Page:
On my morning walks I run into many people over the course of a week, and John Randall is one of these people. A former high school English teacher and devout Christian, John never bargained for spending his retirement years battling small cell lung cancer, one of the most virulent and deadly types of lung cancer. Long ago in “cancer time” (which, believe me, has its own calendar!), John beat the odds for survival. He has been on and off chemotherapy, on and off hospice. I have seen John’s faith in action. It is the kind of faith that declares, “Though everything around me is not what I had planned, it is well with my soul. God is in control of my life; I am God’s, and God is mine.”

Last Sunday here at church we talked about Jeremiah, known as “the weeping prophet.” A sensitive and caring soul, Jeremiah was called to warn Jerusalem of impending disaster and live through that destruction and deportation himself. As the great city was on the verge of being destroyed, what did Jeremiah do? He bought a field (see Jeremiah 32), a crazy act in the eyes of the world. This purchase was a sign of God’s promise that what we see with our human eyes isn’t the full story, nor is it the end of the story.

And what did John Randall do last year, in the midst of battling every day to breathe? He got married in a small ceremony in Tappan Square. Later he said to me, “Every month we have together shall be like a year’s anniversary.” Each day of his life, with faith the size of a mustard seed, John is uprooting mulberry trees and planting them in the ocean.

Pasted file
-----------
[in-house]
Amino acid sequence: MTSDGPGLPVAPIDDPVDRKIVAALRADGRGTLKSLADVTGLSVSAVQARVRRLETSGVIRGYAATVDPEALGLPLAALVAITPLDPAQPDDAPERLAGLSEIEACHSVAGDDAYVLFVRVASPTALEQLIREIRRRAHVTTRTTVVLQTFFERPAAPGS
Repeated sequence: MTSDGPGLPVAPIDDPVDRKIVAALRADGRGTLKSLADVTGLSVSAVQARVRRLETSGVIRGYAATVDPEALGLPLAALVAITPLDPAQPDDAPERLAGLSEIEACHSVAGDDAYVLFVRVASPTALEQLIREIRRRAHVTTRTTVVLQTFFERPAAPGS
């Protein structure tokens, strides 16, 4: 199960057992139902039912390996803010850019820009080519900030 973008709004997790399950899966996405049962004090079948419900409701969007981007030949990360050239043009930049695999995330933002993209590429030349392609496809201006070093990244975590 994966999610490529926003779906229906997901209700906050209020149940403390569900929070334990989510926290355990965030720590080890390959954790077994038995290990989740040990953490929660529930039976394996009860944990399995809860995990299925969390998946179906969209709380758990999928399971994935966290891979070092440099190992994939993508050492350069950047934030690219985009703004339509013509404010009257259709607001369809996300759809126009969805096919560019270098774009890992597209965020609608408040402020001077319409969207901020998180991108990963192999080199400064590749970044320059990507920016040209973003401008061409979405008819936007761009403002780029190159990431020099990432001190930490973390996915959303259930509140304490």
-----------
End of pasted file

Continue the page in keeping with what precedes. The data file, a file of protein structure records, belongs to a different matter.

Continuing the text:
As we celebrate World Communion Sunday, my heart is full of others doing the same. I am flooded with images of the Scattered Church—of people like Beth Peachey in Guatemala, Karla Yoder in Zambia, Susan Frances in Iraq, Liz Hamilton in Turkmenistan, or David Reese at Chicago Theological Seminary. My heart is full of images of the Gathered Church—people in nursing homes or at home battling serious health problems; people that float in and out of the church as well as those who plant themselves firmly in this soil.

My heart is full of missionaries like Dan Buttry, teaching strategies of nonviolent resistance to people living in war-torn lands. I’m remembering Debbie Kelsey, helping women trapped in the international sex slave industry to find dignity and a new life. I’m remembering those who seek to make Christianity credible in places where the Christian faith has lost any moral authority due to vagrant abuse in the name of the Christian God.

My heart is full of Buddhist monks who have been courageously leading massive protests against decades of brutal government repression in Myanmar, formerly known as Burma. Many have disappeared into detention this past week. My heart is full of devout Muslims like Moazzam Begg, humiliated and tortured at Guantanamo Bay, one day released without charges or apologies, sent back to England to reconstruct a life with his family (see Enemy Combatant: My Imprisonment at Guantanamo, Bagram, and Kandahar by Moazzam Begg). To withstand such evil and yet tenaciously believe, that in itself uproots mulberry trees and plants them in the ocean. My heart is full…it is is full…

If you have faith as big as a mustard seed–as big!–you can tell this mulberry tree to plant itself in the ocean, and it will. May we be such fools for Christ, to see that which is small and insignificant with the transforming eyes of faith and go about God’s work of uprooting the most tenacious of mulberry trees. Amen.